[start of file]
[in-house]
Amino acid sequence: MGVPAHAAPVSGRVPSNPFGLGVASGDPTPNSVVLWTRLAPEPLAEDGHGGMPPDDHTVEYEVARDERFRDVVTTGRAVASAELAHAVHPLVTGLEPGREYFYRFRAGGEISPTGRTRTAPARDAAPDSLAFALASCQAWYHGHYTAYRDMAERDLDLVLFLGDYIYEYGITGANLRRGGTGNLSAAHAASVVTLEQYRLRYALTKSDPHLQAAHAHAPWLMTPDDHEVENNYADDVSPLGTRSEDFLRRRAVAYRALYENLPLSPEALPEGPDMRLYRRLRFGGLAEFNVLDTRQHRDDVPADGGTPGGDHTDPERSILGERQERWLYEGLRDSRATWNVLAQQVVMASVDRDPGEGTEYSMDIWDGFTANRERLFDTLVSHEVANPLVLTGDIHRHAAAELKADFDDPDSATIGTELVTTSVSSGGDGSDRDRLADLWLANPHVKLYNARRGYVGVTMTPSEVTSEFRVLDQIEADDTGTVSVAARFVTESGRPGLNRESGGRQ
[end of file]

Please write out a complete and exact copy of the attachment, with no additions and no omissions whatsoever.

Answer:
[in-house]
Amino acid sequence: MGVPAHAAPVSGRVPSNPFGLGVASGDPTPNSVVLWTRLAPEPLAEDGHGGMPPDDHTVEYEVARDERFRDVVTTGRAVASAELAHAVHPLVTGLEPGREYFYRFRAGGEISPTGRTRTAPARDAAPDSLAFALASCQAWYHGHYTAYRDMAERDLDLVLFLGDYIYEYGITGANLRRGGTGNLSAAHAASVVTLEQYRLRYALTKSDPHLQAAHAHAPWLMTPDDHEVENNYADDVSPLGTRSEDFLRRRAVAYRALYENLPLSPEALPEGPDMRLYRRLRFGGLAEFNVLDTRQHRDDVPADGGTPGGDHTDPERSILGERQERWLYEGLRDSRATWNVLAQQVVMASVDRDPGEGTEYSMDIWDGFTANRERLFDTLVSHEVANPLVLTGDIHRHAAAELKADFDDPDSATIGTELVTTSVSSGGDGSDRDRLADLWLANPHVKLYNARRGYVGVTMTPSEVTSEFRVLDQIEADDTGTVSVAARFVTESGRPGLNRESGGRQ